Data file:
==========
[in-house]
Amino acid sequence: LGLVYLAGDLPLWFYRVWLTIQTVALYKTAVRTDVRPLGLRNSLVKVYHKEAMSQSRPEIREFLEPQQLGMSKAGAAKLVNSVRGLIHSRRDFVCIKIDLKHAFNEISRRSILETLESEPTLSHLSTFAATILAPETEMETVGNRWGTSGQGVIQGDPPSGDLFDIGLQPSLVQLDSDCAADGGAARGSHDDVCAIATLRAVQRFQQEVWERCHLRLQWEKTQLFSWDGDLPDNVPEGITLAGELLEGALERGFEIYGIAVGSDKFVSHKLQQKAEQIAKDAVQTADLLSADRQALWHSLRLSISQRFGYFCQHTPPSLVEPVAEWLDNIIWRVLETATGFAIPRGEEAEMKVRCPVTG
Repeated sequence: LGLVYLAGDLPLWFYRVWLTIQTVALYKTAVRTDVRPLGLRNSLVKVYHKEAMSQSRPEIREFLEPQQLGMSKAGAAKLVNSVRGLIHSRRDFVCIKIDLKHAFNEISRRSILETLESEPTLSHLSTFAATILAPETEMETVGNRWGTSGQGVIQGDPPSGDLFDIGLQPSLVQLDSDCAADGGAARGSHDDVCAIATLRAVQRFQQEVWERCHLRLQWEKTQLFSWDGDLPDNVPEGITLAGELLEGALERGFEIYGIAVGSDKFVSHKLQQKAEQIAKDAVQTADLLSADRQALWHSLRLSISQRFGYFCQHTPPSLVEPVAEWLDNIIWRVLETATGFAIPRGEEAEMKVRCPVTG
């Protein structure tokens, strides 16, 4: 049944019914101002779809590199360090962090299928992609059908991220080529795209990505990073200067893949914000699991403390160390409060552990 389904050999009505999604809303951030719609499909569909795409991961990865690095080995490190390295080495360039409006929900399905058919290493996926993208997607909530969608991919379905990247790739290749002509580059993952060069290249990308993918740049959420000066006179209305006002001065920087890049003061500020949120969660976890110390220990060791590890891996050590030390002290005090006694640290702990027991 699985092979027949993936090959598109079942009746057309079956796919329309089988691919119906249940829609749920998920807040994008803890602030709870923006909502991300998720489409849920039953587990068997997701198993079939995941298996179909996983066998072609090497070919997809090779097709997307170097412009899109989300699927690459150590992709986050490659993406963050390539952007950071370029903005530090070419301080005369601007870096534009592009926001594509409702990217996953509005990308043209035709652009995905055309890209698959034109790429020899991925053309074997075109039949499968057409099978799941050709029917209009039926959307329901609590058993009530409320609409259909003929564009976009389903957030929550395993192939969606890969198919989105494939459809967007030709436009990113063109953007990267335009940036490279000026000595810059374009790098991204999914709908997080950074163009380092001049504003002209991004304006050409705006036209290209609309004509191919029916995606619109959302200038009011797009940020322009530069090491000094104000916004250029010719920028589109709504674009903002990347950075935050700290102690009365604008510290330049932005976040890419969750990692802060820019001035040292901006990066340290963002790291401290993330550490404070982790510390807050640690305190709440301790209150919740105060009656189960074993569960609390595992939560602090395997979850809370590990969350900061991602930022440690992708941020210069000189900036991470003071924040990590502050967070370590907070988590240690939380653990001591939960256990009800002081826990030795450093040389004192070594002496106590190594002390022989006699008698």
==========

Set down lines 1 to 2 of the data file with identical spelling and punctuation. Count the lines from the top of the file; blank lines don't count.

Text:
[in-house]
Amino acid sequence: LGLVYLAGDLPLWFYRVWLTIQTVALYKTAVRTDVRPLGLRNSLVKVYHKEAMSQSRPEIREFLEPQQLGMSKAGAAKLVNSVRGLIHSRRDFVCIKIDLKHAFNEISRRSILETLESEPTLSHLSTFAATILAPETEMETVGNRWGTSGQGVIQGDPPSGDLFDIGLQPSLVQLDSDCAADGGAARGSHDDVCAIATLRAVQRFQQEVWERCHLRLQWEKTQLFSWDGDLPDNVPEGITLAGELLEGALERGFEIYGIAVGSDKFVSHKLQQKAEQIAKDAVQTADLLSADRQALWHSLRLSISQRFGYFCQHTPPSLVEPVAEWLDNIIWRVLETATGFAIPRGEEAEMKVRCPVTG